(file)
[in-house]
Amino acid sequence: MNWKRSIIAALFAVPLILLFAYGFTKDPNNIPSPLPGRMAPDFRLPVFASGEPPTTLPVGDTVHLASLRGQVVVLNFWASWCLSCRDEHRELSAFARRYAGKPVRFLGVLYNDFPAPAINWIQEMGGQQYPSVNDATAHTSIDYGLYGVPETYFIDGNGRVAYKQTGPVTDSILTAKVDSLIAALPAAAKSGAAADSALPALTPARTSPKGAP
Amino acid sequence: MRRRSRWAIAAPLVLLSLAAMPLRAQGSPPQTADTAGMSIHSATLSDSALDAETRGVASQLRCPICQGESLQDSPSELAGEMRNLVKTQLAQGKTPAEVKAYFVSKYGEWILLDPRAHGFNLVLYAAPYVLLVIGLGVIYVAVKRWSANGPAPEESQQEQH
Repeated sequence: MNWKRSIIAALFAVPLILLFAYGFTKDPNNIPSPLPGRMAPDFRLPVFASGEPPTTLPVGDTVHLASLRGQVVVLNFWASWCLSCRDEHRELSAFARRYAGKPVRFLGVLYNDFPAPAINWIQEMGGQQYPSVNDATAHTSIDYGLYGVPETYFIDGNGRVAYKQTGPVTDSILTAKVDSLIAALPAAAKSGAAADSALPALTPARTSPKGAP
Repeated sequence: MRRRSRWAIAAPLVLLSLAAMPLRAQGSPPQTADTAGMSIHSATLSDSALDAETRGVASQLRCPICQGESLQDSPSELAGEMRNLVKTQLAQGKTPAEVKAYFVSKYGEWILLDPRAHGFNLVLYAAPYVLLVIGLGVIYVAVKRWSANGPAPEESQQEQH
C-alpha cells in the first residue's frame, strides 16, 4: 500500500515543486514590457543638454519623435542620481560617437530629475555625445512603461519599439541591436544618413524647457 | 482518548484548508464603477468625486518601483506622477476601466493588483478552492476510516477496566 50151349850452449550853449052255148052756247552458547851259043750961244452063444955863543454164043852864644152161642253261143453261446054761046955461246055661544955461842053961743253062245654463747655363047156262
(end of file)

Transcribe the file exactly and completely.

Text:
[in-house]
Amino acid sequence: MNWKRSIIAALFAVPLILLFAYGFTKDPNNIPSPLPGRMAPDFRLPVFASGEPPTTLPVGDTVHLASLRGQVVVLNFWASWCLSCRDEHRELSAFARRYAGKPVRFLGVLYNDFPAPAINWIQEMGGQQYPSVNDATAHTSIDYGLYGVPETYFIDGNGRVAYKQTGPVTDSILTAKVDSLIAALPAAAKSGAAADSALPALTPARTSPKGAP
Amino acid sequence: MRRRSRWAIAAPLVLLSLAAMPLRAQGSPPQTADTAGMSIHSATLSDSALDAETRGVASQLRCPICQGESLQDSPSELAGEMRNLVKTQLAQGKTPAEVKAYFVSKYGEWILLDPRAHGFNLVLYAAPYVLLVIGLGVIYVAVKRWSANGPAPEESQQEQH
Repeated sequence: MNWKRSIIAALFAVPLILLFAYGFTKDPNNIPSPLPGRMAPDFRLPVFASGEPPTTLPVGDTVHLASLRGQVVVLNFWASWCLSCRDEHRELSAFARRYAGKPVRFLGVLYNDFPAPAINWIQEMGGQQYPSVNDATAHTSIDYGLYGVPETYFIDGNGRVAYKQTGPVTDSILTAKVDSLIAALPAAAKSGAAADSALPALTPARTSPKGAP
Repeated sequence: MRRRSRWAIAAPLVLLSLAAMPLRAQGSPPQTADTAGMSIHSATLSDSALDAETRGVASQLRCPICQGESLQDSPSELAGEMRNLVKTQLAQGKTPAEVKAYFVSKYGEWILLDPRAHGFNLVLYAAPYVLLVIGLGVIYVAVKRWSANGPAPEESQQEQH
C-alpha cells in the first residue's frame, strides 16, 4: 500500500515543486514590457543638454519623435542620481560617437530629475555625445512603461519599439541591436544618413524647457 | 482518548484548508464603477468625486518601483506622477476601466493588483478552492476510516477496566 50151349850452449550853449052255148052756247552458547851259043750961244452063444955863543454164043852864644152161642253261143453261446054761046955461246055661544955461842053961743253062245654463747655363047156262